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GDPR Implications for Competitive Analysis Within and Beyond the EU

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GDPR Implications for Competitive Analysis Within and Beyond the EU

Here are some tips and advice for making sure your competitive data for analysis doesn't run afoul of GDPR regulators so you can stay compliant.

· Security Zone ·
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The General Data Protection Regulation (GDPR) is one of the biggest changes in European technology regulation over the past century. It completely revamps the Data Protection Directive of 1995. While it provides many needed protections for customers throughout the European Union, it also creates new complications for brands with a presence in the region.

Some critics have condemned the new policies as overly draconian and unnecessary. They warn that they will discourage innovation and have a dampening effect on economic growth. On the other hand, the GDPR creates opportunities for organizations within and beyond the EU.

Brands with a presence in the EU need to reassess their policies. One of the areas that they need to overhaul is their approach to competitive analysis.

Here are some things to keep in mind.

Most Competitive Data Is Not Subject to the GDPR

The GDPR was developed with the intention of keeping customer data safe. Here is some context from the EU GDPR website:

“Any information related to a natural person, or ‘Data Subject,’ that can be used to directly or indirectly identify the person. It can be anything from a name, a photo, an email address, bank details, posts on social networking websites, medical information, or a computer IP address… A controller is the entity that determines the purposes, conditions, and means of the processing of personal data, while the processor is an entity which processes personal data on behalf of the controller.”

The text clearly emphasizes that the law is focused on safeguarding the privacy of personal data. What does this mean for companies that store data on their competitors?

Most of this data will not be covered under the scope of the GDPR since it does not pertain to a natural person. However, there are going to be some exceptions that you need to evaluate:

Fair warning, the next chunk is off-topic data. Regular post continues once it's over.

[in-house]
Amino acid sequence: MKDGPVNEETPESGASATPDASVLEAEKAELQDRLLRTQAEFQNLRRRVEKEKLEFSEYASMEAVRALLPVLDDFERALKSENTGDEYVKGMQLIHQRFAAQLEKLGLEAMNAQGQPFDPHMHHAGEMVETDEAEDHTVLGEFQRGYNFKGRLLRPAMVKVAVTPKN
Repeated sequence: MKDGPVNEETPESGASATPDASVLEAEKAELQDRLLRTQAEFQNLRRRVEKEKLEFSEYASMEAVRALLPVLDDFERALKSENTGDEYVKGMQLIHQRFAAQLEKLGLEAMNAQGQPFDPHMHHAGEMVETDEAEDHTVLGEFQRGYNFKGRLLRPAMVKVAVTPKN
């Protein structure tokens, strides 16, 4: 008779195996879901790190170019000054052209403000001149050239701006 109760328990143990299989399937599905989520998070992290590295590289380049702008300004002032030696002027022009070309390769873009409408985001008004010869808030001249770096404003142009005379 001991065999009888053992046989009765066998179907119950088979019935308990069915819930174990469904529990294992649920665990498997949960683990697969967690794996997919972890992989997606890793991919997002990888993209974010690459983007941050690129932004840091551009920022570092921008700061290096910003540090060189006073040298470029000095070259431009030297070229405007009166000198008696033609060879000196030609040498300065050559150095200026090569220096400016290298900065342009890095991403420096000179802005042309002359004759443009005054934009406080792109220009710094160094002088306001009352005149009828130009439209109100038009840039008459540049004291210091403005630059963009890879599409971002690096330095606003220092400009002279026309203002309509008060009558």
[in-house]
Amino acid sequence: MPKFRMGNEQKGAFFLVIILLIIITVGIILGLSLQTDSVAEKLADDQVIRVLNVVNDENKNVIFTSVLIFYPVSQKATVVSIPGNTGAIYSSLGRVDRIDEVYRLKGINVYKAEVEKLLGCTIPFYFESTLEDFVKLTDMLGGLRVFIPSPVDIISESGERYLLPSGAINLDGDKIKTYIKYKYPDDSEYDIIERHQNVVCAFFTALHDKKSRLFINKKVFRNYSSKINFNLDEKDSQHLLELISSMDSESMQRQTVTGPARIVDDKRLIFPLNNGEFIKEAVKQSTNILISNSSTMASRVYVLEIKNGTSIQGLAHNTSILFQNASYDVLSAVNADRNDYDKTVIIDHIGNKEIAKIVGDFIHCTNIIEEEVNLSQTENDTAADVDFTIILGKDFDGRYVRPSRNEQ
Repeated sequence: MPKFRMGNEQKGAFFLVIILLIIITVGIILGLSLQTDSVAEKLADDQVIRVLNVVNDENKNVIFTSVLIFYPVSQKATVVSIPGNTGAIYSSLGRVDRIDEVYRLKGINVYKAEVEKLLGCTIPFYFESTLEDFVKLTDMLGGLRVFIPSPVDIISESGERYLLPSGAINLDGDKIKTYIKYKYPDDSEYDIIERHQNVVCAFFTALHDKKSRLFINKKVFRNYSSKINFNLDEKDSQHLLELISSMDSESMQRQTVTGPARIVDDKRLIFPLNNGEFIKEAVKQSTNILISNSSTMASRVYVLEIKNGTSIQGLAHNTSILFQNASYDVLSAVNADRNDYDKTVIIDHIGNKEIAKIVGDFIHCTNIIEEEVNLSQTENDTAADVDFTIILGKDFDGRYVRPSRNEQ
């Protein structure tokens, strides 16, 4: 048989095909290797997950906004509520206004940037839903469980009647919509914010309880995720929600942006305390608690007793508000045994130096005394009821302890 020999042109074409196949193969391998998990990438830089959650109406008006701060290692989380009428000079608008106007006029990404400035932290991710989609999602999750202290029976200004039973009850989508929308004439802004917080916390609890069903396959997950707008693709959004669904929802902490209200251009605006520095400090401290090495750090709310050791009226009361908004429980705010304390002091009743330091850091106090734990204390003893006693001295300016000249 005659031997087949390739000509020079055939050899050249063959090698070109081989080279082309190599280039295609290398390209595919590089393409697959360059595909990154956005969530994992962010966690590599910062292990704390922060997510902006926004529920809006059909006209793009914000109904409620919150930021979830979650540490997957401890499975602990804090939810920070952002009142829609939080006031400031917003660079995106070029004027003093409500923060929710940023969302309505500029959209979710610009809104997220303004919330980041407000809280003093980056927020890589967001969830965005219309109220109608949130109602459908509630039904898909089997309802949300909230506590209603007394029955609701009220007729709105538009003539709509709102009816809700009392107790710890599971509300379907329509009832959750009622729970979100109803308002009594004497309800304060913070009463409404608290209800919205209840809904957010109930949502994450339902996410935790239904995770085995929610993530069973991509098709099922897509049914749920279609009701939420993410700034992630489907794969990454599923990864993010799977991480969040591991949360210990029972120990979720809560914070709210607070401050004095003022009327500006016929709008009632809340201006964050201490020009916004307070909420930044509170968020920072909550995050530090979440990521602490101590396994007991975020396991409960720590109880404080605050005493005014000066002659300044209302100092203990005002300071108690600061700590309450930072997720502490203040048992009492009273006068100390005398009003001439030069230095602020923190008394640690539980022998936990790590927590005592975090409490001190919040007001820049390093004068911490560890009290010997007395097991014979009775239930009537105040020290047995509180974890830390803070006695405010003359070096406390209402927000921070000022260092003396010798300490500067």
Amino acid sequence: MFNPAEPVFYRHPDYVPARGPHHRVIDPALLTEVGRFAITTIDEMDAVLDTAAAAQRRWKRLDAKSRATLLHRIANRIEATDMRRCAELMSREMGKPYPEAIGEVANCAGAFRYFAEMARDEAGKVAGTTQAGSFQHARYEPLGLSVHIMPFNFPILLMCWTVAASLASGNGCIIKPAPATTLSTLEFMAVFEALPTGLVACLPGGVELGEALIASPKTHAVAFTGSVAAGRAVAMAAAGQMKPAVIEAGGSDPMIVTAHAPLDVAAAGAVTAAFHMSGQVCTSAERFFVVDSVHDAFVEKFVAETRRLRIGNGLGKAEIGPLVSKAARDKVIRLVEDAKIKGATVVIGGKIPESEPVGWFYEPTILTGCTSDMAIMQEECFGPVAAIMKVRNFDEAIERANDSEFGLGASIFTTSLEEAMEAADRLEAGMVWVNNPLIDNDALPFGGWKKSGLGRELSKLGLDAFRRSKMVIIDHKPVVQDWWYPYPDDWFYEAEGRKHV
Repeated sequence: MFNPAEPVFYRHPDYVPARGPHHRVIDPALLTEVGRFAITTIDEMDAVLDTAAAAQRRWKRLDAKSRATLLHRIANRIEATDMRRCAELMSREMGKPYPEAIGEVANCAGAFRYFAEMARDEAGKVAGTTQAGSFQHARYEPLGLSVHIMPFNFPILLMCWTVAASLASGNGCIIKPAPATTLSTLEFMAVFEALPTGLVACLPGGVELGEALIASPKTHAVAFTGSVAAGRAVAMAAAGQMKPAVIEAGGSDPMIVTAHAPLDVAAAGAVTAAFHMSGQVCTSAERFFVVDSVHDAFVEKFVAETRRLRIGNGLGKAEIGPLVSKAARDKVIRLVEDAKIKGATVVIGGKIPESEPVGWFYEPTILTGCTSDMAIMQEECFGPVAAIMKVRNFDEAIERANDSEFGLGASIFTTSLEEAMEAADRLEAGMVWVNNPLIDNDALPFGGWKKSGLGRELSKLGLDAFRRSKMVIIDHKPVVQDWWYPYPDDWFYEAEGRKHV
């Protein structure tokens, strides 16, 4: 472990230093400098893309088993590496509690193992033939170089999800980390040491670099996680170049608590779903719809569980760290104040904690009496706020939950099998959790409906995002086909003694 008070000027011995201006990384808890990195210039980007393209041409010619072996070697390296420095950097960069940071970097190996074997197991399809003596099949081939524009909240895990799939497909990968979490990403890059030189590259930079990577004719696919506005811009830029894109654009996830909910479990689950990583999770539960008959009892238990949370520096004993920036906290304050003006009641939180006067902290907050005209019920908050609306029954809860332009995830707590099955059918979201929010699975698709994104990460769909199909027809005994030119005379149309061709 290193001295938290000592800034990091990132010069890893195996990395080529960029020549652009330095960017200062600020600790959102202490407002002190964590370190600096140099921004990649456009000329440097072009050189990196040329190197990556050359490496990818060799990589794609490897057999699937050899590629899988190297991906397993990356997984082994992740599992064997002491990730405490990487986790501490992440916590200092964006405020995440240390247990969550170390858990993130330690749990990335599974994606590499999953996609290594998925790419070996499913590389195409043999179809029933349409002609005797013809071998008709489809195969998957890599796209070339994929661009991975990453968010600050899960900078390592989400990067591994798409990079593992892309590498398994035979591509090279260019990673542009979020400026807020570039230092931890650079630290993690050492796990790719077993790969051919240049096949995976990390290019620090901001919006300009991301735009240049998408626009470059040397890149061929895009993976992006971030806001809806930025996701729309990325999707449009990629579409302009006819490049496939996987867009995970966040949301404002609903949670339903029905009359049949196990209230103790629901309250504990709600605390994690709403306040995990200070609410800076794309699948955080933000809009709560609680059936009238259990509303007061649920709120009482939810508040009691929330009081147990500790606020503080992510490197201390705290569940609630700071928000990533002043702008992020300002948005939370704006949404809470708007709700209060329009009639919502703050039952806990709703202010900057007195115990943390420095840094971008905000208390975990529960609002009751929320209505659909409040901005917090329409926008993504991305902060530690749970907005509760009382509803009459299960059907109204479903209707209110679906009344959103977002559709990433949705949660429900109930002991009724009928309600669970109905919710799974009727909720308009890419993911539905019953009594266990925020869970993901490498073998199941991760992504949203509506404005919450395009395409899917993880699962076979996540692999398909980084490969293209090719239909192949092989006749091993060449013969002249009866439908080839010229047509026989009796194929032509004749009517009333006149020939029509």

• While collecting competitive information, you may discover that some of the information is anecdotal information about their specific customers. If this information can be used to identify the real customer, then that customer may insist that it gets removed from your database.
  • Companies that aggregate data from a competitor’s social media feeds or other online sources of data could run afoul of the law if personal data was transferred in the process.
  • Screenshots of competitor information may contain personally identifiable information.
  • Information on the leaders of the competing company may also be covered under the GDPR.

The third bullet point is a grey area that deserves a lot more discussion. Theoretically, any company could report competitors for violating the GDPR if they failed to delete information on their officers. This could be done solely to expose them to massive fines.

However, the public nature of the data could be used as an affirmative defense. The alleged offender could argue that the data came from multiple other public sources and that they were merely aggregating it.   

You will also need to play everything by the book before running any covert competitive analysis strategies. According to the CEO of Top 10 Spy Software, cell phone spy tools can be very effective for collecting information on competitors.

“You may not have the same affirmative defense under the GDPR and need to make sure any personally identifying data is omitted from your reports or deleted upon request. Take careful inventory of the data you collect with any tool,” he states.

Data from company review pages is probably also not covered, especially if it is aggregated. Customers put their information on these sites very publicly and usually have to agree, which is one of the benefits of using sites like Shifu. However, it may still be a good idea to anonymize the data if possible.

Understand the Consent Requirements When Collecting Personal Data Via Competitive Analysis

The GDPR has a very strict consent requirement that all companies must abide by. They cannot information without a consumer’s approval.

However, there is a lot of ambiguity when the company is not a primary collector of data. If you acquired data from another source, then consumers will need to have signed an agreement stating that they give permission for their data to be shared before you can access it. You could be sanctioned if you get data from a company that did not get this consent.

The policies can be even more complex when a customer rescinds their access to the data. Does this mean that they need to forward the request to you and other secondary data collectors? Or does the customer need to contact you and other intermediary data collectors directly?

You also need to make sure that the data cannot be easily recovered after consent has been rescinded. Make sure the data is overwritten multiple times so that it won’t be restored with a Linux disk recovery.

You will need to consult with a lawyer on these issues because a precedent has not been set on these topics. However, you are going to make sure that any competitive analysis tool that you use has a clear consent agreement that they are abiding by before they share data with you.

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Topics:
gdpr ,analytics ,security ,personal data

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